Last week I introduced my Fear in Dogs series talking about the role of mothers in how dogs may acquire fear. If you missed it, you can read that post here. This week, I’m touching on the role of genetics and the situations in which we commonly see these in pet dog cases.
In pet dogs, knowing where our dogs come from is important and so is recognizing that not all breeders are created equally. Rescues can and often do have perfectly sound genetic lines, but we just don’t have a full history or know for sure. This doesn’t mean you shouldn’t adopt a rescue – it just means that you should be prepared and educated about what might potentially be a genetic factor in your dog’s life. I am a big rescue proponent – both of my dogs are rescues and I’ve been involved in rescue and animal welfare for over 20 years. I am not against rescuing at all but I am for transparency in the rescue and shelter world (I wrote a blog about that here) and preparing adopters for issues that may arise from the potential less than perfect genetic backgrounds and maternal care.
To understand why animals are prone to fear in the first place, it helps to understand its role in survival. In the wild, fear is evolutionarily advantageous, to a certain degree. Fear is how animals instinctively avoid injury, disease and even death. If you’re not certain what something is, it’s better to be afraid of it. If you make the wrong choice, it could kill you or injure you. So as long as an animal’s fear doesn’t prevent them from surviving and mating or procuring enough food, that fear has served its evolutionary purpose and that animal lives to mate and pass on their somewhat fearful (now survivalist) genes to offspring. This happens through natural selection over many generations. Animals too fearful to mate or get food, die off. Animals not fearful enough, also die off.
In pet dogs, we see fear passed genetically through poor selective breeding. No good breeder would knowingly continue to breed fearful parents, especially a fearful female. So we see fearful genetics most commonly in dogs coming from bad breeders or where breeding isn’t being carefully selected like in puppy mills, backyard breeders, street dogs/strays (like Sato dogs from Puerto Rico, Desi/Indian street dogs) and those from meat markets, which are really raised more like livestock than domesticated dogs.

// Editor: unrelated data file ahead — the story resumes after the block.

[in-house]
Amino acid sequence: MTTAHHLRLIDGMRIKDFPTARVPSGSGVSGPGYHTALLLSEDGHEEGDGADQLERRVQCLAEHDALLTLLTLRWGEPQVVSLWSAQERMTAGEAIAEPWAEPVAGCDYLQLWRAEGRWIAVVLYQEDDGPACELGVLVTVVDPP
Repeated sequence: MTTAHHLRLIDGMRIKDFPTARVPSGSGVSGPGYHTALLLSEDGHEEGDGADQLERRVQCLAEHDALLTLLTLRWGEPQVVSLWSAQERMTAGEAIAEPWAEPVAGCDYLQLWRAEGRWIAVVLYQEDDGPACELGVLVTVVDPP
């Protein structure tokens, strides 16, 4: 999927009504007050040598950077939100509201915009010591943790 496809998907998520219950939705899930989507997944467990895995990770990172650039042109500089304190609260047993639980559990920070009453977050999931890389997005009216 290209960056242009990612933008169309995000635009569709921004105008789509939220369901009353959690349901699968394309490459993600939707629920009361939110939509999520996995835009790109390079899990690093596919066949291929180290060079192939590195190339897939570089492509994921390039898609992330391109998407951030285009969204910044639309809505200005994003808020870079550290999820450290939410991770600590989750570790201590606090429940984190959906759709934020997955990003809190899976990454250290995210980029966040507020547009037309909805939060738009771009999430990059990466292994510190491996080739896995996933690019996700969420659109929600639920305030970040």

Why is this all important? Sound sensitivity, including to thunder, gunshots, fireworks, balloons popping, cars backfiring and other similar noises, is genetic in dogs, as is a tendency to be harder to socialize. This is why I always recommend meeting mom if she’s available when you’re getting a puppy. If mom is fearful or not particularly friendly and social, chances are very good, your puppy will have this trait as well.
The Russian fox experiments demonstrated the influence of genetics on behavior yet the nature versus nurture debate rages on. Many people just don’t like the idea of genes having big effects on behavior and that we can’t control it so they park themselves firmly in the “it’s all how you raise them” camp on the nature versus nurture debate, when in reality, we cannot ignore either component. Genes and environment matter in behavior. It’s never nature or nurture – it’s always both.
But here’s the important thing – when it comes to training, it doesn’t really matter WHY the dog is afraid. In the end, it doesn’t matter why because it doesn’t change my approach or how I help your dog feel better in those situations when he’s afraid. We can spend time during your consult going down the rabbit hole of whys and ifs but in the end, helping a fearful dog takes a lot of time and commitment (and yes, sometimes pharmaceutical medications), so to truly help your dog, I need your complete compliance and focus on the end goal, not going down the rabbit hole. Do we have a deal?
If you have a fearful dog, I encourage you to get started training soon. Fear doesn’t just go away on its own and in fact, will get worse if it doesn’t get addressed. Reach out for help and your consult today!